Python typeerror: ‘str’ object is not callable Solution

One of the most common errors in Python programming is typeerror: ‘str’ object is not callable, and sometimes it will be painful to debug or find why this issue appeared in the first place.

What is typeerror: ‘str’ object is not callable in Python?

Python has a built-in method str() which converts a specified value into a string. The str() method takes an object as an argument and converts it into a string.

Since str() is a predefined function and a built-in reserved keyword in Python, you cannot use it in declaring it as a variable name or a function name. If you do so, Python will throw a typeerror: ‘str‘ object is not callable.

Let us take a look at few scenarios where you could reproduce this error.

Scenario 1 – Declaring a variable name called “str”

The most common scenario and a mistake made by developers are declaring a variable named ‘str‘ and accessing it. Let’s look at a few examples of how to reproduce the ‘str’ object is not callable error.

str = "Hello, "
text = " Welcome to ItsMyCode"

print(str(str + text))

# Output
Traceback (most recent call last):
  File "c:\Projects\Tryouts\listindexerror.py", line 4, in <module>
    print(str(str + text))
TypeError: 'str' object is not callable

In this example, we have declared ‘str‘ as a variable, and we are also using the predefined str() method to concatenate the string.

str = "The cost of apple is "
x = 200
price= str(x)
print((str + price))

# output
Traceback (most recent call last):
  File "c:\Projects\Tryouts\listindexerror.py", line 3, in <module>
    price= str(x)
TypeError: 'str' object is not callable

The above code is similar to example 1, where we try to convert integer x into a string. Since str is declared as a variable and if you str() method to convert into a string, you will get object not callable error.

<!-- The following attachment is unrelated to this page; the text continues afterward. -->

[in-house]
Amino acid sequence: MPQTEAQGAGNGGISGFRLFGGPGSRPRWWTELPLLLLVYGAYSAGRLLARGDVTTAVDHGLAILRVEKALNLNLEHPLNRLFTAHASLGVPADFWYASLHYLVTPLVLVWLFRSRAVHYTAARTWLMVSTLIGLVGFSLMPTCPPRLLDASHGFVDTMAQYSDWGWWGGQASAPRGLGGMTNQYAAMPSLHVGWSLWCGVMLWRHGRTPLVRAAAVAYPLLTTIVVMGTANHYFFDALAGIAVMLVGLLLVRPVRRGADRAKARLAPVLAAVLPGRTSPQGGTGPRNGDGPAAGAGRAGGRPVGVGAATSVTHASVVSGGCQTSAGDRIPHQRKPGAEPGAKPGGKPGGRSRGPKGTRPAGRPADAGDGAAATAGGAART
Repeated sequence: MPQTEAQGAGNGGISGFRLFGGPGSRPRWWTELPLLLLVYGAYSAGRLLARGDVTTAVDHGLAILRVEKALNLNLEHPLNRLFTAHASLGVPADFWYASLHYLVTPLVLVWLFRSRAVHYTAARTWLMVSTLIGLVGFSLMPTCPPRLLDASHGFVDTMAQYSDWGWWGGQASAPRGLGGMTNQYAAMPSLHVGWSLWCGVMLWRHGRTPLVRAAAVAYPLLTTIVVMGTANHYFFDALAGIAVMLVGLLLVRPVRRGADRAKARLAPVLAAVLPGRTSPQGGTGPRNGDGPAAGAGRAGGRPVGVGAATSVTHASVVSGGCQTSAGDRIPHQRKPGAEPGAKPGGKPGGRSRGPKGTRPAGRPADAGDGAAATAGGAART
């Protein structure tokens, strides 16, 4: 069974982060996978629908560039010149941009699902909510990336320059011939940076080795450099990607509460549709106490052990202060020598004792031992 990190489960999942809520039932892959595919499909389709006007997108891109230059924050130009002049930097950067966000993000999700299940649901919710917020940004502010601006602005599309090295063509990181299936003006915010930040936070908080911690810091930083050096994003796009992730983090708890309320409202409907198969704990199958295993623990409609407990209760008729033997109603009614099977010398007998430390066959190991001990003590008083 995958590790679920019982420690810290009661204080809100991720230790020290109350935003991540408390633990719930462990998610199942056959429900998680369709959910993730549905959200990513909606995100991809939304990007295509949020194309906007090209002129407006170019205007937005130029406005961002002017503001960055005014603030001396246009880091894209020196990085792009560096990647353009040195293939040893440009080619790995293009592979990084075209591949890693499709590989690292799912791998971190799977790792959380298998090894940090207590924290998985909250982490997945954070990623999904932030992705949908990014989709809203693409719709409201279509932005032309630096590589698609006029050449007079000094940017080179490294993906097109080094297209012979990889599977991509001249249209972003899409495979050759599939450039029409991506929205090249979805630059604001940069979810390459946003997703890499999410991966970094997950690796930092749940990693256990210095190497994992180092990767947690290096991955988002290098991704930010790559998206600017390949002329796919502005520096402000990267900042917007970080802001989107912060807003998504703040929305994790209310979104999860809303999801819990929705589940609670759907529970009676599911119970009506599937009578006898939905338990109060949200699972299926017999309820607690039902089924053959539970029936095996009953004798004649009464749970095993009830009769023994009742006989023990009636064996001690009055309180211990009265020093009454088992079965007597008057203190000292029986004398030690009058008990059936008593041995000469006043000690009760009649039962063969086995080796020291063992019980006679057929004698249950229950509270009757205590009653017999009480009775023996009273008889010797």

Solving typeerror: ‘str’ object is not callable in Python.

Now the solution for both the above examples is straightforward; instead of declaring a variable name like “str” and using it as a function, declare a more meaningful name as shown below and make sure that you don’t have “str” as a variable name in your code.

text1 = "Hello, "
text2 = " Welcome to ItsMyCode"

print(str(text1 + text2))

# Output
Hello,  Welcome to ItsMyCode
text = "The cost of apple is "
x = 200
price= str(x)
print((text + price))

# Output
The cost of apple is 200

Scenario 2 – String Formatting Using %

Another hard-to-spot error that you can come across is missing the % character in an attempt to append values during string formatting.

If you look at the below code, we have forgotten the string formatting % to separate our string and the values we want to concatenate into our final string. 

print("Hello %s its %s day"("World","a beautiful"))

# Output 
Traceback (most recent call last):
  File "c:\Projects\Tryouts\listindexerror.py", line 1, in <module>
    print("Hello %s its %s day"("World","a beautiful"))
TypeError: 'str' object is not callable

print("Hello %s its %s day"%("World","a beautiful"))

# Output
Hello World its a beautiful day

In order to resolve the issue, add the % operator before replacing the values ("World","a beautiful") as shown above.

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